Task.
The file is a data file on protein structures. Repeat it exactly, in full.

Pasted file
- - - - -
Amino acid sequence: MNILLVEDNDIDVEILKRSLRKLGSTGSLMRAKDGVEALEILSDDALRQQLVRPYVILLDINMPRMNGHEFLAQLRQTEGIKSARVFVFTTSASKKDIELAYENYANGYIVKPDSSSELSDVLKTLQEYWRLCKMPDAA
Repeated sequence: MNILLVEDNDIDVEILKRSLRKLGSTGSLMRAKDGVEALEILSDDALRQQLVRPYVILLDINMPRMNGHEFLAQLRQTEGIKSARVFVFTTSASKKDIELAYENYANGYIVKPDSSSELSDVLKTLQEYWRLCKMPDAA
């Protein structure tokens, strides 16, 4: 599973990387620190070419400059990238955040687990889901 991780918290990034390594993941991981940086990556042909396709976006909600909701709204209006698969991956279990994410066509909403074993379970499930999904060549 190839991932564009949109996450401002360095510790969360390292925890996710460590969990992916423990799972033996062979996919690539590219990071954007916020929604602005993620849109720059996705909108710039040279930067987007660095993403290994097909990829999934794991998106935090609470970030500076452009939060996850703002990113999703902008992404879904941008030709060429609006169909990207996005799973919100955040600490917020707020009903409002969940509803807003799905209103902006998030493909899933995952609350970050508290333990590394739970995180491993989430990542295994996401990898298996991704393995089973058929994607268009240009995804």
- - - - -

Amino acid sequence: MNILLVEDNDIDVEILKRSLRKLGSTGSLMRAKDGVEALEILSDDALRQQLVRPYVILLDINMPRMNGHEFLAQLRQTEGIKSARVFVFTTSASKKDIELAYENYANGYIVKPDSSSELSDVLKTLQEYWRLCKMPDAA
Repeated sequence: MNILLVEDNDIDVEILKRSLRKLGSTGSLMRAKDGVEALEILSDDALRQQLVRPYVILLDINMPRMNGHEFLAQLRQTEGIKSARVFVFTTSASKKDIELAYENYANGYIVKPDSSSELSDVLKTLQEYWRLCKMPDAA
């Protein structure tokens, strides 16, 4: 599973990387620190070419400059990238955040687990889901 991780918290990034390594993941991981940086990556042909396709976006909600909701709204209006698969991956279990994410066509909403074993379970499930999904060549 190839991932564009949109996450401002360095510790969360390292925890996710460590969990992916423990799972033996062979996919690539590219990071954007916020929604602005993620849109720059996705909108710039040279930067987007660095993403290994097909990829999934794991998106935090609470970030500076452009939060996850703002990113999703902008992404879904941008030709060429609006169909990207996005799973919100955040600490917020707020009903409002969940509803807003799905209103902006998030493909899933995952609350970050508290333990590394739970995180491993989430990542295994996401990898298996991704393995089973058929994607268009240009995804």